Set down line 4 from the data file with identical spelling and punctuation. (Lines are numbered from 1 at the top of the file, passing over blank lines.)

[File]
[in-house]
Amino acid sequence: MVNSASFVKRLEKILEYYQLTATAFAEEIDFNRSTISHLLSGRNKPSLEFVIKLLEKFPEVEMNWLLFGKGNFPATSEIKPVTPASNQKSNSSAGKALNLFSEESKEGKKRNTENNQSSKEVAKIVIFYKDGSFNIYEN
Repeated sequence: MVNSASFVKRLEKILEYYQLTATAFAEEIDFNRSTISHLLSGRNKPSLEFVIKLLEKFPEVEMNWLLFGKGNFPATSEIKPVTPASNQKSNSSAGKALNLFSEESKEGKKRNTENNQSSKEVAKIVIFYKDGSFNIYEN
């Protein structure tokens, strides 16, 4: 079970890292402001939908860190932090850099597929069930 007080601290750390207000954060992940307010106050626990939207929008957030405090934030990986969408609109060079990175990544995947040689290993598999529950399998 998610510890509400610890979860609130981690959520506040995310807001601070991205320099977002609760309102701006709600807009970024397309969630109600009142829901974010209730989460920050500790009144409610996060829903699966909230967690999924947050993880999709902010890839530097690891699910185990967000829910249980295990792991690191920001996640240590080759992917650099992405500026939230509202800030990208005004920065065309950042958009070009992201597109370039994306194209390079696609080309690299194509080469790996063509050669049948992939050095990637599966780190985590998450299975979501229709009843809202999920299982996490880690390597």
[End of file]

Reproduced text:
């Protein structure tokens, strides 16, 4: 079970890292402001939908860190932090850099597929069930 007080601290750390207000954060992940307010106050626990939207929008957030405090934030990986969408609109060079990175990544995947040689290993598999529950399998 998610510890509400610890979860609130981690959520506040995310807001601070991205320099977002609760309102701006709600807009970024397309969630109600009142829901974010209730989460920050500790009144409610996060829903699966909230967690999924947050993880999709902010890839530097690891699910185990967000829910249980295990792991690191920001996640240590080759992917650099992405500026939230509202800030990208005004920065065309950042958009070009992201597109370039994306194209390079696609080309690299194509080469790996063509050669049948992939050095990637599966780190985590998450299975979501229709009843809202999920299982996490880690390597």